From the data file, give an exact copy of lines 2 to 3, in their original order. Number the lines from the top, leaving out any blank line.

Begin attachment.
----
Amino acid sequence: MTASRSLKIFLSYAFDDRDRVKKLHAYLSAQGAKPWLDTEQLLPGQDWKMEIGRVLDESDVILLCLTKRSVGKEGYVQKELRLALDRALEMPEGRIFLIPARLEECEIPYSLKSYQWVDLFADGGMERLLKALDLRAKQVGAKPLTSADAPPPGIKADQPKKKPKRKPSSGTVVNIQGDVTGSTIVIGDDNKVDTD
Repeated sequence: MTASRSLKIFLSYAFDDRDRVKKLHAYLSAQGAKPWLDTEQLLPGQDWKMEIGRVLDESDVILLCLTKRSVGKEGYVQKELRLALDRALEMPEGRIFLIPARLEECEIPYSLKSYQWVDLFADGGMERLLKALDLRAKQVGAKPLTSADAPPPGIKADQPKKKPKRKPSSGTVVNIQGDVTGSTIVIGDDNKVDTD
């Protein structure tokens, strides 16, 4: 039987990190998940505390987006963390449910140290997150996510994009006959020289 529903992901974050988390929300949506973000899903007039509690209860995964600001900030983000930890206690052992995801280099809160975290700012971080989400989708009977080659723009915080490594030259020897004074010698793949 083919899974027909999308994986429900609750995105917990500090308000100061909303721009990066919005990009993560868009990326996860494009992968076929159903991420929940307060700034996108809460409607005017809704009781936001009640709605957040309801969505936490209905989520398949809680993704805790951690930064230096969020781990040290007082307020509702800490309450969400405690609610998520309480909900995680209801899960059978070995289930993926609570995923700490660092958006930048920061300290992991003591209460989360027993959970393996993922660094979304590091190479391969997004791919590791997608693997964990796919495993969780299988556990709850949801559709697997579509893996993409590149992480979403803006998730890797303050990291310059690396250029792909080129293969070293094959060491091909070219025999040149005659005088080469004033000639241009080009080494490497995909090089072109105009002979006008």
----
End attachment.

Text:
Repeated sequence: MTASRSLKIFLSYAFDDRDRVKKLHAYLSAQGAKPWLDTEQLLPGQDWKMEIGRVLDESDVILLCLTKRSVGKEGYVQKELRLALDRALEMPEGRIFLIPARLEECEIPYSLKSYQWVDLFADGGMERLLKALDLRAKQVGAKPLTSADAPPPGIKADQPKKKPKRKPSSGTVVNIQGDVTGSTIVIGDDNKVDTD
């Protein structure tokens, strides 16, 4: 039987990190998940505390987006963390449910140290997150996510994009006959020289 529903992901974050988390929300949506973000899903007039509690209860995964600001900030983000930890206690052992995801280099809160975290700012971080989400989708009977080659723009915080490594030259020897004074010698793949 083919899974027909999308994986429900609750995105917990500090308000100061909303721009990066919005990009993560868009990326996860494009992968076929159903991420929940307060700034996108809460409607005017809704009781936001009640709605957040309801969505936490209905989520398949809680993704805790951690930064230096969020781990040290007082307020509702800490309450969400405690609610998520309480909900995680209801899960059978070995289930993926609570995923700490660092958006930048920061300290992991003591209460989360027993959970393996993922660094979304590091190479391969997004791919590791997608693997964990796919495993969780299988556990709850949801559709697997579509893996993409590149992480979403803006998730890797303050990291310059690396250029792909080129293969070293094959060491091909070219025999040149005659005088080469004033000639241009080009080494490497995909090089072109105009002979006008």